New York is a State of Mind
Those were the words uttered when I reconnected with over a dozen friends in New York City on a long weekend visit. It was the first time I had returned since I left seven years ago after living there for four years. But for so many reasons, those words could not have been more inaccurate. I can’t place my finger exactly on the reason why it doesn’t feel like home, particularly since the largest concentration of truly good friends in my life reside in New York City.
Maybe it was because the first night, about 20 minutes after I arrived, when I decided to take a walk and grab a bite to eat, I came upon a young woman in her early twenties, most likely a Columbia University co-ed, crumpled into a small pile on the sidewalk, all by herself, traces of vomit plastered down the front of her tank top and slender leopard print skirt and heels. “My boyfriend is having a baby!” she utters in between vomiting. She had been abandoned by a cab driver, and then three police cars who slowed down just long enough to spot the vomit everywhere before driving on by, right in front of me. Eventually an ambulance took her to the hospital, only after a dismissive laugh and a roll of the eyes by the EMT.
But, just as for anyone who has spent any significant amount of time in the City, for me, this place is as easy to love as it is to hate. The next day I did as I used to seven years ago when I was a perennially broke student. Taking heed of the “suggested donation” in fine print below the Admissions sign, I gave my dollar donation to the ticket desk at the Metropolitan Museum of Art and wandered through massive halls filled with some the world’s greatest works of art humans have ever created. I visit my old mummy friends in the Egyptian wing, and their gold jewelry and treasuries of ancient times; I admire the curvaceous marbled busts of French sculptors, the gripping and sometimes horrific statues of the Greek, ornate furniture of the wealthy early Americans, and the roofs of ritual meeting halls of Micronesians. It is a lovely way to spend an afternoon.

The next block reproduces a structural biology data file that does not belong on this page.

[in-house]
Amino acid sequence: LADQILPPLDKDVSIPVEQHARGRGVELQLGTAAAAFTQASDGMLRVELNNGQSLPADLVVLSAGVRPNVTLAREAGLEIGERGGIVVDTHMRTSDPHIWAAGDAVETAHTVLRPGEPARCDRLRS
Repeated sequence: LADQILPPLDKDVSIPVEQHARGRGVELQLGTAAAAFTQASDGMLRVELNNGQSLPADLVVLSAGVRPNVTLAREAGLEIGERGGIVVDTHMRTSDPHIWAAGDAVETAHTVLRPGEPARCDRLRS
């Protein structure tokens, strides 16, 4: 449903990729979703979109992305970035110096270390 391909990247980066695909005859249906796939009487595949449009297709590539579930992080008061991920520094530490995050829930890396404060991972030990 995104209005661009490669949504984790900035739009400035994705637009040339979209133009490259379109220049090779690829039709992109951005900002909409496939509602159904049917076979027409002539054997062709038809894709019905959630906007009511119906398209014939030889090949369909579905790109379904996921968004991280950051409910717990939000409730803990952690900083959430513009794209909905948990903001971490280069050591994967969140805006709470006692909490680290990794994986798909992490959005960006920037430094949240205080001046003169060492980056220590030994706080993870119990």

I then enjoyed another amazing New York phenomenon; I then I met a friend for lunch at a small, charming and unimposing restaurant in Harlem, where we each spent spent over $20.00 on a small bowl of meatless pasta and a bottled beer. My friend, a public school teacher, doesn’t bat an eye.
In the evening, I resorted to another favorite thrill; dancing at a gay men’s club, with Henry, one of my gay friends I’ve known since college. In the brief period of my life in which I enjoyed going to dance clubs, I always found it reassuring to be on the dance floor flanked with gay men, confident that in no way would my dancing to Cher or some other big-haired female vocalist be perceived as a sexual gesture or come-on.
But in the thick of evening, a strapping Brazilian beelines towards me and it becomes quickly apparent that he is not, in fact, gay.
“You’re straight, aren’t you.” I declare with suspicion.
He answers in the affirmative.
“Oh yeah,” Henry explains when I tell him. “That’s the new thing now for straight guys. Go to a gay club and hit on the only girl there.”
Is nothing sacred?
Mercifully, the next night’s amusement is more straightforward. I meet up with friends who have just left the office at 10pm on a Friday. We drink at the Park, a multi-level parking garage converted into a bar in the post-industrial block on the West side. Impressive hanging gardens, inventive lighting, hardwood floors, and an elegant bar graced each floor. It was as if Shangri-la took over a parking garage.